2. I left him, so I don’t expect any support from him any more.
    I however am still struggling with his actions towards our kids. Or rather have to deal with their reactions to his inaction.
    Oh well! Hopefully things settle down for the kids eventually!
    Thank you for your support. I’m better now. Hope you get better quickly. 💕

  3. Thank you very much! They’re welcome! I need the belief in myself most of all 😉 Well, the strength and encouragement should help me get there! So thank you!
    On a side question, are you the one who requested access to my blog? Someone did, and I don’t grant access unless I have already had some sort of contact with the person requesting… I’d grant you access (though you don’t have to feel you have to request anything if it wasn’t you, I won’t be offended!)

  4. I knew you were sick Candice, but I never imagined you were this sick. God! Reading this made me feel like crying, nobody deserves to be alone dealing with this kinds of situations. There is no question that the system is broken and when something is broken either we pick up the pieces and try to put it back together or we break it even more, and I feel that some sectors of our society choose to break it even more. I hope you feel better, remember that you do have control of something more important than anything……. YOUR THOUGHTS. SEND YOU A BIG HUG

  5. Wish I had done more 😦 feel bad about it, hope you know that if I had been closer, I would have done more. I know your recovery will come, I just know it. Stay strong like always.

  6. It’s fine. I was blessed to have very good people help. People I didn’t know well when it began who showed what they were made of. None of them live near me. Several from WordPress including Mark, Monique, Natalie, Jane, Derrick, and some others. Some who I’d been closer to, I bearly heard from. You find out who your real friends are in a crisis and that’s a good thing.

  7. This should be a rare story but these days it seems common place to just send a person home and then they go back again. It took YEARS to finally diagnose my muscle disease after a biopsy was finally done at the Mayo Clinic. My daughter went to the ER 31 times. Maybe 32 now that I think of it before someone finally realized that she was not getting better and her gallbladder was removed shortly after.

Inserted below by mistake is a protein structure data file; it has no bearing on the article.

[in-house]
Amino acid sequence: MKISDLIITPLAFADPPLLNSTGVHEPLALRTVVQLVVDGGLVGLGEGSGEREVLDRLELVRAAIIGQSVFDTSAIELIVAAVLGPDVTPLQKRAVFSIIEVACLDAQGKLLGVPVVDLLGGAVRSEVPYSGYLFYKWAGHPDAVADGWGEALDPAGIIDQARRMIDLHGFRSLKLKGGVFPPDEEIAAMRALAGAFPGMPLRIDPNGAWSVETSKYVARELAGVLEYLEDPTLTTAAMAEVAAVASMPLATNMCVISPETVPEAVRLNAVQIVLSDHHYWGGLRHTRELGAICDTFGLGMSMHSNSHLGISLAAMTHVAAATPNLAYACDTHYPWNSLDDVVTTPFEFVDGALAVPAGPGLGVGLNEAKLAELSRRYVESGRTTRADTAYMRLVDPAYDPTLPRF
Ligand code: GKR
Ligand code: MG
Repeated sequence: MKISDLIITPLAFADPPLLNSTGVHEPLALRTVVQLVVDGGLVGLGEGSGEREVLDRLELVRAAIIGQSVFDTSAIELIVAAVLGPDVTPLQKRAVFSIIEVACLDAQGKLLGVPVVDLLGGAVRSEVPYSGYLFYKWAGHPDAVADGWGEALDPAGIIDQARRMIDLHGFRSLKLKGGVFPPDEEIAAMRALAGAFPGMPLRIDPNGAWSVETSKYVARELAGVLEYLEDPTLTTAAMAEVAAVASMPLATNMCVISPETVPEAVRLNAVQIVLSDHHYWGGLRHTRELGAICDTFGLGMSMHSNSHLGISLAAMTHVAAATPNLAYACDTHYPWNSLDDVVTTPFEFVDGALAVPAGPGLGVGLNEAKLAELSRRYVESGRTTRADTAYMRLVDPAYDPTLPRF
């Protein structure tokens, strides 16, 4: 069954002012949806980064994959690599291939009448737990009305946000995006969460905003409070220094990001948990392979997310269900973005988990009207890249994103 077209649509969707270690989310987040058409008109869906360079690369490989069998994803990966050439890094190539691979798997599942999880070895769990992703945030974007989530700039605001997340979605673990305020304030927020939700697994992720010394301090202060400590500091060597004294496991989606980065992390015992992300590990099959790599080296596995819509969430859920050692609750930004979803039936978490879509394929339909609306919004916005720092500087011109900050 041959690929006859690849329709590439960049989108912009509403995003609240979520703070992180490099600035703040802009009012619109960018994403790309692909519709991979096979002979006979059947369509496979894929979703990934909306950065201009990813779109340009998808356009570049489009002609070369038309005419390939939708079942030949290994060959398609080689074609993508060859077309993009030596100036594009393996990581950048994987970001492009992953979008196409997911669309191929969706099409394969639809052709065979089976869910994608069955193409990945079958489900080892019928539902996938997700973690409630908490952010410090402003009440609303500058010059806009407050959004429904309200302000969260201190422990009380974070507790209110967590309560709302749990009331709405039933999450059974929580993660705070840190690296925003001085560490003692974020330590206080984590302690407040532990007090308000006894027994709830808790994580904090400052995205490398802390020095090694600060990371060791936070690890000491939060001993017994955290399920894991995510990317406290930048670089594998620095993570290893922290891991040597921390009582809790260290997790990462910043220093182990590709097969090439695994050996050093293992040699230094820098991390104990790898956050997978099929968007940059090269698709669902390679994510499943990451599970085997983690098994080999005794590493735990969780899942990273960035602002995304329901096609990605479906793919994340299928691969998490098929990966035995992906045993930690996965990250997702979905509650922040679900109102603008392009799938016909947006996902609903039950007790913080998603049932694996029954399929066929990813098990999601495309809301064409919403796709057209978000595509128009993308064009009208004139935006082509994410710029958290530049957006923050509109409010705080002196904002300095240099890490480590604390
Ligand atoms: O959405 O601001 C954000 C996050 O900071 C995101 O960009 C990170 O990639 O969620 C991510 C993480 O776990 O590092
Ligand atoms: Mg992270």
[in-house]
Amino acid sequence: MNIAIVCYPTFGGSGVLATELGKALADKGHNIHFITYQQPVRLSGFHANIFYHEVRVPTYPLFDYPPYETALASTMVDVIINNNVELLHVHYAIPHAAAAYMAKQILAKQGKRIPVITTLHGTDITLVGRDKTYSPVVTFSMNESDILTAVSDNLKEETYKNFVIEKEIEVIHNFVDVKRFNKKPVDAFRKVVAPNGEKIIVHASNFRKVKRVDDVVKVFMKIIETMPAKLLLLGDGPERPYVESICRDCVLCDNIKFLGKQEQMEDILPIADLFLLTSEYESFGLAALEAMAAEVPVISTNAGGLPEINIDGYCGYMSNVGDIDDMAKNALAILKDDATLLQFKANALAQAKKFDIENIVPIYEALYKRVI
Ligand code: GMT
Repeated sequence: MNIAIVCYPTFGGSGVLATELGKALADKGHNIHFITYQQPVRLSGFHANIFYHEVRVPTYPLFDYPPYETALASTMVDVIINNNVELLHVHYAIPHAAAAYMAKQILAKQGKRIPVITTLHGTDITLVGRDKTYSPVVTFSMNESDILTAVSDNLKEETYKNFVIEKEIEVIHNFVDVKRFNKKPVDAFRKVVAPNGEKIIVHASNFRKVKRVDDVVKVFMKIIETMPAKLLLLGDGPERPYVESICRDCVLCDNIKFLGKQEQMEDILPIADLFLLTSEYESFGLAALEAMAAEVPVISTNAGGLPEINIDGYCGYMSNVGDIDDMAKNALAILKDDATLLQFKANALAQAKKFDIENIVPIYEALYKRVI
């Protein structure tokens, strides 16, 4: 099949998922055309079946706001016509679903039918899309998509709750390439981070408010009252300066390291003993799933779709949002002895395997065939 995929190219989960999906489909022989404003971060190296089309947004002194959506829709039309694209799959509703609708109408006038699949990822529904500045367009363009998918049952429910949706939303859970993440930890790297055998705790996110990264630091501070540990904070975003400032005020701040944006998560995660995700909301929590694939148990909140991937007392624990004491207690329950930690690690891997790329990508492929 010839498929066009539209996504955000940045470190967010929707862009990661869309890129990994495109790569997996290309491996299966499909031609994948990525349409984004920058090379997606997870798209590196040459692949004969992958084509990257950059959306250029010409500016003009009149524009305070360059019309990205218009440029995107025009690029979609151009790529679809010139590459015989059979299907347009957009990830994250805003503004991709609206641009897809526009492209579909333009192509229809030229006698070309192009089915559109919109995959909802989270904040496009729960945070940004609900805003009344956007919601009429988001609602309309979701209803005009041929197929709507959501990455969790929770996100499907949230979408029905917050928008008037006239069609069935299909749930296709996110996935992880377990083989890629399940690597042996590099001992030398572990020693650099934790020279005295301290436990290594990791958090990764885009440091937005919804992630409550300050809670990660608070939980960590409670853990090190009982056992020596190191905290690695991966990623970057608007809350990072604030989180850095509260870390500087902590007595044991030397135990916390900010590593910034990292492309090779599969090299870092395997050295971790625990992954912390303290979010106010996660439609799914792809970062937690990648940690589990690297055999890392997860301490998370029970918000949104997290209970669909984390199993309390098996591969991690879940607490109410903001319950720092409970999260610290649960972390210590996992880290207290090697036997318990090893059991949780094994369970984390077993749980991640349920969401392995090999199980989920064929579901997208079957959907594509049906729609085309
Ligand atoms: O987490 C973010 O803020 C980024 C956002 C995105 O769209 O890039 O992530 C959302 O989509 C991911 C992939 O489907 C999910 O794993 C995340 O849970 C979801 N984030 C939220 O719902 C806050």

But we STILL had to wait 10 days after knowing her gallbladder needed to be removed to see a surgeon. 10 days. 10 more days of daily ER trips for hydration.
    I feel your pain in this experience. It is so so sad and infuriating that you had to go through it.
    My husband recently got a new job. With his new job the 4 thousand dollar pain patches are now just 7 dollars. No biggie. This one instance shows how corrupt the entire system is. But I’ve got a patch stuck on my neck right now so I shouldn’t complain!

  8. No, I think you are being honest about a broken system and that’s not a complaint, I know how grateful you are but the system is broken and you’re honest about that. Good grief the suffering is wrong. Very glad about your husband’s new job though. Much love to you 💓

  9. The system is so broken that it has left my daughter bedridden and me with some supposed rare disease that they have not even a treatment for as my body deteriorates. I am only grateful for the patch that sits on my neck/shoulder due to my husband’s stroke of luck in his new job but as for the entire health care system….it is bullshit and cares not one bit about the next number up on the patient list.
    Much love to you! I’ve been catching up on your poetry yesterday and last night. Moving and powerful and thought provoking as always!!!!!!

  10. That is hideously wrong that your daughter should endure that and be in any way broken or bedridden it’s just so wrong it fills me with rage. I only can send healing and hope for her and for you my bright and beautiful friend